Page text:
The breakdown in trade relations and the global monetary system in the 1930s was rightly seen as having contributed to stagnant economies and antagonistic politics both among nations and within them. And the west’s golden era of growth after the war, which the French with unbeatable evocativeness call les trente glorieuses, was associated with the restoration of trade openness as part of a broader liberal international order and stable global monetary system. From 1955, the volume of US exports roughly doubled each of the ensuing four decades. Until the 1970s, that trade opening made the societies that took part in it—namely, the west—both more prosperous and more egalitarian.
A chief reason why this long, strong and steady restoration of trade links really lifted all boats is that cross-border commerce did not in fact follow the patterns of the classical theory. Ever since the 18th-century political economist David Ricardo, trade theory had predicted that a country would export the goods for which its particular resource endowment gave it a “comparative advantage” and importing different goods which it could only produce less efficiently at home with those same resources. (It is this recalibration of the use of different resources—labour and capital, for example, or skilled and unskilled labour—when trade opens up that leads to a change in the relative rewards they are paid.)
But much of the post-war growth in trade involved not comparative advantage based on relative resource endowments, but two-way exchanges of goods in the same industries—Germany and France both selling each other cars, for example.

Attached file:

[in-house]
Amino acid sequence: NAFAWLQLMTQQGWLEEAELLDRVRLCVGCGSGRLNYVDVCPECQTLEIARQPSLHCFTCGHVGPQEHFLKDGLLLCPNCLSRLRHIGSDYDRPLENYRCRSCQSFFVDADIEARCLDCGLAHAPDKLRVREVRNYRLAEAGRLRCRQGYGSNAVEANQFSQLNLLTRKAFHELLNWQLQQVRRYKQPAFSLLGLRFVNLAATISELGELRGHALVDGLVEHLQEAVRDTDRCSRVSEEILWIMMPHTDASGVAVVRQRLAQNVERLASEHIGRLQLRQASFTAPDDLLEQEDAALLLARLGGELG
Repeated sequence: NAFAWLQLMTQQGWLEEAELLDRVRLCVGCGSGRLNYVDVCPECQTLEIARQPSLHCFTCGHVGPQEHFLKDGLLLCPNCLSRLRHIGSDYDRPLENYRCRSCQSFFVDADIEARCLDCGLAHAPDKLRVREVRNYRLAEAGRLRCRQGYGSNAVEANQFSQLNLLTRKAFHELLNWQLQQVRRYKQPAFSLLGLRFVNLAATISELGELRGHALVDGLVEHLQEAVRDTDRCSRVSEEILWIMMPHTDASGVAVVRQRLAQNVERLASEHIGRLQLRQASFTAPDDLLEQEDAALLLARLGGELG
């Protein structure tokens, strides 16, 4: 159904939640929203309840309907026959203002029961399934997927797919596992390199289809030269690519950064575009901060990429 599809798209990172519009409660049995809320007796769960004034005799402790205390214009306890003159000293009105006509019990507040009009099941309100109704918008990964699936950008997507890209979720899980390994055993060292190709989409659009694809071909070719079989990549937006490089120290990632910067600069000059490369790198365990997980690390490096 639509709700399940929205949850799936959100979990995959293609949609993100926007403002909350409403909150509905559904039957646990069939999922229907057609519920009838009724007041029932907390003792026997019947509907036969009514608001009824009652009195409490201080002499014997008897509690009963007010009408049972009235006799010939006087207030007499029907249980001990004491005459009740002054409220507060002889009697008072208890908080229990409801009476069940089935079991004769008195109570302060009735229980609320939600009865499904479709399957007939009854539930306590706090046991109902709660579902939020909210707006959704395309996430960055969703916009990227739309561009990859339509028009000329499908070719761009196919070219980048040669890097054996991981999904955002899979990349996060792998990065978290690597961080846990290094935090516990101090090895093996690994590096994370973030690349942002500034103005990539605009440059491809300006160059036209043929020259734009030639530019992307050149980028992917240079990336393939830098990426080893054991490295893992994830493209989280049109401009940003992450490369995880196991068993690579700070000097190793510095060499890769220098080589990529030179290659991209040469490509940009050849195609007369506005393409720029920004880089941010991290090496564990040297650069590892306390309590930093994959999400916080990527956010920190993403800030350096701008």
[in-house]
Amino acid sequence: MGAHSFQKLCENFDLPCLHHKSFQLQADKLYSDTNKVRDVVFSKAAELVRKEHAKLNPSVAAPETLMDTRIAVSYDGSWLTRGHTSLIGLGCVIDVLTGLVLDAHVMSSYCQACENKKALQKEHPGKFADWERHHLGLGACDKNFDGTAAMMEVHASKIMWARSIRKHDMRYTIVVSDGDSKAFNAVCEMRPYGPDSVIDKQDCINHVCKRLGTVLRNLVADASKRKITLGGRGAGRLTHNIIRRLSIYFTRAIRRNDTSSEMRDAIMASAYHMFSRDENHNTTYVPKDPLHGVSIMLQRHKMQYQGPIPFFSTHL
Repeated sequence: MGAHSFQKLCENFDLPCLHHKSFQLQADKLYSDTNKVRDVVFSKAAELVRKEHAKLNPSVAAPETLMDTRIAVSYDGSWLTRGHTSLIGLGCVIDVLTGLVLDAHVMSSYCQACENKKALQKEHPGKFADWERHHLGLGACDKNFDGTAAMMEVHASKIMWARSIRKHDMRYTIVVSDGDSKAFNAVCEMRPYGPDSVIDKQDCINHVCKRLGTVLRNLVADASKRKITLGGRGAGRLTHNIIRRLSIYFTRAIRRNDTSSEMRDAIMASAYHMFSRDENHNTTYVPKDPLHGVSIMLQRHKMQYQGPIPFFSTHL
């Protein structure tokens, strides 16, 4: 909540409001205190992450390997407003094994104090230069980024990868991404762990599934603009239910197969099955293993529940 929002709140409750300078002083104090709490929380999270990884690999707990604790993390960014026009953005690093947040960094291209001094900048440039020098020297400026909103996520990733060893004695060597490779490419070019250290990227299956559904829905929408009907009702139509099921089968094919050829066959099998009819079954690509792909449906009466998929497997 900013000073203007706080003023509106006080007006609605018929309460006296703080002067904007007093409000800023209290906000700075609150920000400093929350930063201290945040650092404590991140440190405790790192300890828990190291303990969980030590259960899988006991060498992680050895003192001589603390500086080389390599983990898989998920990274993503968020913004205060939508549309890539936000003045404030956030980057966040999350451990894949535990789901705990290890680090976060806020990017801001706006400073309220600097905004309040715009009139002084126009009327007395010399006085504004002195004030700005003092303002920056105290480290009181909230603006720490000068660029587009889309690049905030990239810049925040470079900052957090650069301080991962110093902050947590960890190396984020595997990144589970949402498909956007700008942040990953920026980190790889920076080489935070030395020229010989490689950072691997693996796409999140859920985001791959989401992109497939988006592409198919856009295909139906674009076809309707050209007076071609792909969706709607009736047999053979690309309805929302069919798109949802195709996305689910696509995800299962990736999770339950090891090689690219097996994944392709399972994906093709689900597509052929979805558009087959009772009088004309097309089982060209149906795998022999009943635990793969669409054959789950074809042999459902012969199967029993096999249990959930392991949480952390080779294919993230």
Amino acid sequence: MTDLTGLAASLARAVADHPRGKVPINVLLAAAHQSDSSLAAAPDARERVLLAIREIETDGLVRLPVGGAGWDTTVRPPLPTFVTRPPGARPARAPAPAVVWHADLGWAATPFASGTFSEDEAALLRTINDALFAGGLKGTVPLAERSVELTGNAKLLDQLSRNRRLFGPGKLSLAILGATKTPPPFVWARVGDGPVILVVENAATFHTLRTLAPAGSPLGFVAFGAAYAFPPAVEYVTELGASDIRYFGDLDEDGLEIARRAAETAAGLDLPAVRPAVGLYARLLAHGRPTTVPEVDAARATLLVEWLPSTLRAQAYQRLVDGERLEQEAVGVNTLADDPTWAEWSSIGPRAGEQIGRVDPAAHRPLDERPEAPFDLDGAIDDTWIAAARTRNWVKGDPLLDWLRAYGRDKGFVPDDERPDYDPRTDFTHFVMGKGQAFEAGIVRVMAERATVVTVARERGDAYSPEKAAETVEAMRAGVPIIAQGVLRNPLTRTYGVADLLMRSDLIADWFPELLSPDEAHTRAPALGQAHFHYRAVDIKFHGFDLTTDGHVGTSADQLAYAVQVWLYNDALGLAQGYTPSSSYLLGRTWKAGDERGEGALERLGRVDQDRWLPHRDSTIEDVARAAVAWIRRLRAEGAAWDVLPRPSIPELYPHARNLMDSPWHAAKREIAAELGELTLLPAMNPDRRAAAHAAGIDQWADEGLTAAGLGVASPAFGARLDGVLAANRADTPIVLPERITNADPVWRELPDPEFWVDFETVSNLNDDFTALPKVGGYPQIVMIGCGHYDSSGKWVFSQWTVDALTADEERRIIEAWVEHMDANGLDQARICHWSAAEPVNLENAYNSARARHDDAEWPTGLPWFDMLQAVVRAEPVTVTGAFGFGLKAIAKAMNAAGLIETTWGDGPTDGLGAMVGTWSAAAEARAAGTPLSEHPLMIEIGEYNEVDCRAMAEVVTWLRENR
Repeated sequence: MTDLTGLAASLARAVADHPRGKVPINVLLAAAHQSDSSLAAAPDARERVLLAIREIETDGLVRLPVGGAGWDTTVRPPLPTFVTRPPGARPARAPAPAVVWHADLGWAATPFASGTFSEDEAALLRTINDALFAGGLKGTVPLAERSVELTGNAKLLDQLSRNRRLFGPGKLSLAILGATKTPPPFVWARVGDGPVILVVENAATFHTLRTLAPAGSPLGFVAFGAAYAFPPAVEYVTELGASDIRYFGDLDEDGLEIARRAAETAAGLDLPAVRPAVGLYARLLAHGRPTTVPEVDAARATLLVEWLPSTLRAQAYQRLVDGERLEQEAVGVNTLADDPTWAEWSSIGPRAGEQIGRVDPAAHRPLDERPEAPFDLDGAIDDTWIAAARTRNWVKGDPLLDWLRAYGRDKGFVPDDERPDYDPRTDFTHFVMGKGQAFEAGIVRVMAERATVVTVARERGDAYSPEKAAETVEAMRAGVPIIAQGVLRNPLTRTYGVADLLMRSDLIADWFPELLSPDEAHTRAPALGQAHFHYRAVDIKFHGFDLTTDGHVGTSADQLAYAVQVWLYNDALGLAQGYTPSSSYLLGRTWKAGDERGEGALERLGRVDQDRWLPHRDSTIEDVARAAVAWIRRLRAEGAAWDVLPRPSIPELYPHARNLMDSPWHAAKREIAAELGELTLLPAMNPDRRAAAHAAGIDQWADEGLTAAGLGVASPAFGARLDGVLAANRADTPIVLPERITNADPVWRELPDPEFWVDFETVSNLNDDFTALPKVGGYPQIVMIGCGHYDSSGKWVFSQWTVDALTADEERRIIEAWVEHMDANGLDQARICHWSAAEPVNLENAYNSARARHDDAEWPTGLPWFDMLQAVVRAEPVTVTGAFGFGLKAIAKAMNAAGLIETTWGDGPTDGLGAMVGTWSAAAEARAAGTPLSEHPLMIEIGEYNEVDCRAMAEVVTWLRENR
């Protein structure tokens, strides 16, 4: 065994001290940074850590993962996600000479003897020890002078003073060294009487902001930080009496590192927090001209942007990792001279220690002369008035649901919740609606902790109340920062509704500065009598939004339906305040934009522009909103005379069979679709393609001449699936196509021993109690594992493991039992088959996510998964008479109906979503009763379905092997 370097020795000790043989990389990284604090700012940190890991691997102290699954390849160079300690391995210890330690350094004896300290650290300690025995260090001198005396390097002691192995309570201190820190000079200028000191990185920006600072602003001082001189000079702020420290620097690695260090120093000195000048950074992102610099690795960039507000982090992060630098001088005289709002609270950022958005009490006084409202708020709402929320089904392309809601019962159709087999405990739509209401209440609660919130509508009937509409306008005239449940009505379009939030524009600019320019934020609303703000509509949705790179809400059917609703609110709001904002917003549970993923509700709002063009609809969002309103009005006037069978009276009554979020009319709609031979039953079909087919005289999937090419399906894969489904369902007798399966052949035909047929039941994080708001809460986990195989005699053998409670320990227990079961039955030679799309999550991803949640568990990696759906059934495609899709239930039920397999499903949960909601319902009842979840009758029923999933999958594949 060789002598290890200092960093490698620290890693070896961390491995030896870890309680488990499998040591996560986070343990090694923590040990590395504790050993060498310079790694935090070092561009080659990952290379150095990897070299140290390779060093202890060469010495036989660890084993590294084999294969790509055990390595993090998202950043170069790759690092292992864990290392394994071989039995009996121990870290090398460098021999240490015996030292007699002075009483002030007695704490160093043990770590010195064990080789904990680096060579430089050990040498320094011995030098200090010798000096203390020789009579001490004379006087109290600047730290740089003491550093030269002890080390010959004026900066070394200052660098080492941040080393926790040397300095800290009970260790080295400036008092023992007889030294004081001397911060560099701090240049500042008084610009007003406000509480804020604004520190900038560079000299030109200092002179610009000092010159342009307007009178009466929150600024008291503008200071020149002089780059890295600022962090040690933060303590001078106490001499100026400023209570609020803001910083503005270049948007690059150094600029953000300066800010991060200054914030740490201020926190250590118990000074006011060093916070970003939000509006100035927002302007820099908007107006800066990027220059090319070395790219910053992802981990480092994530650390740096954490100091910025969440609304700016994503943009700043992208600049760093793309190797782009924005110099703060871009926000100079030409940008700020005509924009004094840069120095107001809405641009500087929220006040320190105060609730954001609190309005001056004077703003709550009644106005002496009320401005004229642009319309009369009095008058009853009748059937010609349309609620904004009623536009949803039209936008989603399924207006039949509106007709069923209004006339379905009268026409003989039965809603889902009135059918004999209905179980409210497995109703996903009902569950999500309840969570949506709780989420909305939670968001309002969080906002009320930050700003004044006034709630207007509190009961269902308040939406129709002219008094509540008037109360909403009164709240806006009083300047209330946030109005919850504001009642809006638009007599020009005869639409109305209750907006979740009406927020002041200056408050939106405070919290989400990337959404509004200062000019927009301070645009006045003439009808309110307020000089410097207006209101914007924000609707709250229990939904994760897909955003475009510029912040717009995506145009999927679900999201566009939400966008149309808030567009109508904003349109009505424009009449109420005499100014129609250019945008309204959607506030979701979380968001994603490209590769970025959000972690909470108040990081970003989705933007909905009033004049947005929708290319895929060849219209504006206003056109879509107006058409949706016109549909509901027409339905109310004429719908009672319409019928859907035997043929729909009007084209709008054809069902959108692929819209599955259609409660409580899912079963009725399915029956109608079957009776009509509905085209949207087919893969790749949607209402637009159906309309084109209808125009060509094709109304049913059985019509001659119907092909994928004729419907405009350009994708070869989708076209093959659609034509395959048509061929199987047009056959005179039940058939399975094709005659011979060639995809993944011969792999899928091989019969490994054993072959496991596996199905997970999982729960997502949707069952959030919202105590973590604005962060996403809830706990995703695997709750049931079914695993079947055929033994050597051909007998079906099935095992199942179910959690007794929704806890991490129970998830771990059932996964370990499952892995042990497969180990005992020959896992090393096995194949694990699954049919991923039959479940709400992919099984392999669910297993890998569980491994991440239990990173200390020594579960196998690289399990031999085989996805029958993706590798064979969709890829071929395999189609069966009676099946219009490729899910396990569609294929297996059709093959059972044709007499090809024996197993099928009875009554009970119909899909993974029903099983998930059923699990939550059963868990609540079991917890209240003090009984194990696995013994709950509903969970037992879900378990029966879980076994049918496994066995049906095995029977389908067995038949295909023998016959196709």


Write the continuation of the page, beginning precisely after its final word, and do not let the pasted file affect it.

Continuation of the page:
Such “intra-industry trade” is hard to explain by comparative advantage, because it is not caused by relative resource endowments. It is caused by the existence of economies of scale and the fact that consumers like to choose from a variety of products from the same industry—you buy not just a car but a particular make and model. It is more efficient for countries to produce a few models and trade them back and forth than for each country to try to produce the entire range at home.
Only in the late 1970s did economists seek to develop models to analyse this sort of trade motivated by demand for variety and increasing returns to scale. Paul Krugman would later win the Nobel for his contributions to the new trade theory. One key implication was that trade integration need not have sinister distributional effects. This theoretical advance, together with the benign view of trade that 20th century history had taught, may explain some of the lack of elite concern.
Ironically, just as theory caught up, reality began to tilt back towards trading patterns driven by comparative advantage when developing countries, with very different endowments of human and capital resources than the rich world, increasingly entered international markets as transportation costs fell (due, for example, to container shipping). At almost exactly the same time, around 1980, inequality in the rich world began to increase in the direction classical trade theory would predict. An intense research programme followed, attempting to ascertain whether the cause was economic globalisation or the other potential culprit: technological change which favoured skilled workers over unskilled ones. By the late 1990s, just as the anti-globalisation protests were taking off, the economics profession settled on a consensus that technology more than trade was to blame.
"US manufacturing occupied an iconic place for the white working class. If they feel left behind, they have a point"Then China joined the World Trade Organisation.